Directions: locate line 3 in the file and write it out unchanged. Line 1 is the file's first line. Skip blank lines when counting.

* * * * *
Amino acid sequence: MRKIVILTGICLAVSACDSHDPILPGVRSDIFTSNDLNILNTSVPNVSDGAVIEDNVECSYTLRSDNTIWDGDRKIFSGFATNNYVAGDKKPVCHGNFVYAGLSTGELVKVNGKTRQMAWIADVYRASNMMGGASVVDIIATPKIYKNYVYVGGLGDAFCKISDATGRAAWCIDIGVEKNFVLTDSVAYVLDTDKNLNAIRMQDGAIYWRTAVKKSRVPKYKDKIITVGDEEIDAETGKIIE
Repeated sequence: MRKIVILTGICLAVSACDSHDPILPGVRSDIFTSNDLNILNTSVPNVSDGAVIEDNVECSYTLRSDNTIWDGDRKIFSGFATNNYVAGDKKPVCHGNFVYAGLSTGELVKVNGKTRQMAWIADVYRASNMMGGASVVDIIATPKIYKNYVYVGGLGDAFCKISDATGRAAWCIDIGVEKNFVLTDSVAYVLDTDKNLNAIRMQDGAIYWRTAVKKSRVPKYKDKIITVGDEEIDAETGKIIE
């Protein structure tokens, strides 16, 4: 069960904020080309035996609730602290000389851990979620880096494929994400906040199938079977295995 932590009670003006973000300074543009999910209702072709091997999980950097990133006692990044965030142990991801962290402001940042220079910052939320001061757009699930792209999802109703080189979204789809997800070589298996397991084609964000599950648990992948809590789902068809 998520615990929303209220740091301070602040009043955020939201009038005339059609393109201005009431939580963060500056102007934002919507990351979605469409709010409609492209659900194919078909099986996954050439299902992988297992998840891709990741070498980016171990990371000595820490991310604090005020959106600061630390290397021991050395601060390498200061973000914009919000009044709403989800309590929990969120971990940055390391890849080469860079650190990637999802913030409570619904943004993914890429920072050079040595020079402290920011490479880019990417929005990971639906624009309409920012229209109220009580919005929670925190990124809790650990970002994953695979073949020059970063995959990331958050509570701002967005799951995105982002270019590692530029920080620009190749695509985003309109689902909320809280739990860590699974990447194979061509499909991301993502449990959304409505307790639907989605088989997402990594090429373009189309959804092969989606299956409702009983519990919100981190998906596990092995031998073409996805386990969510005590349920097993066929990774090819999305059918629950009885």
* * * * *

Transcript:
């Protein structure tokens, strides 16, 4: 069960904020080309035996609730602290000389851990979620880096494929994400906040199938079977295995 932590009670003006973000300074543009999910209702072709091997999980950097990133006692990044965030142990991801962290402001940042220079910052939320001061757009699930792209999802109703080189979204789809997800070589298996397991084609964000599950648990992948809590789902068809 998520615990929303209220740091301070602040009043955020939201009038005339059609393109201005009431939580963060500056102007934002919507990351979605469409709010409609492209659900194919078909099986996954050439299902992988297992998840891709990741070498980016171990990371000595820490991310604090005020959106600061630390290397021991050395601060390498200061973000914009919000009044709403989800309590929990969120971990940055390391890849080469860079650190990637999802913030409570619904943004993914890429920072050079040595020079402290920011490479880019990417929005990971639906624009309409920012229209109220009580919005929670925190990124809790650990970002994953695979073949020059970063995959990331958050509570701002967005799951995105982002270019590692530029920080620009190749695509985003309109689902909320809280739990860590699974990447194979061509499909991301993502449990959304409505307790639907989605088989997402990594090429373009189309959804092969989606299956409702009983519990919100981190998906596990092995031998073409996805386990969510005590349920097993066929990774090819999305059918629950009885």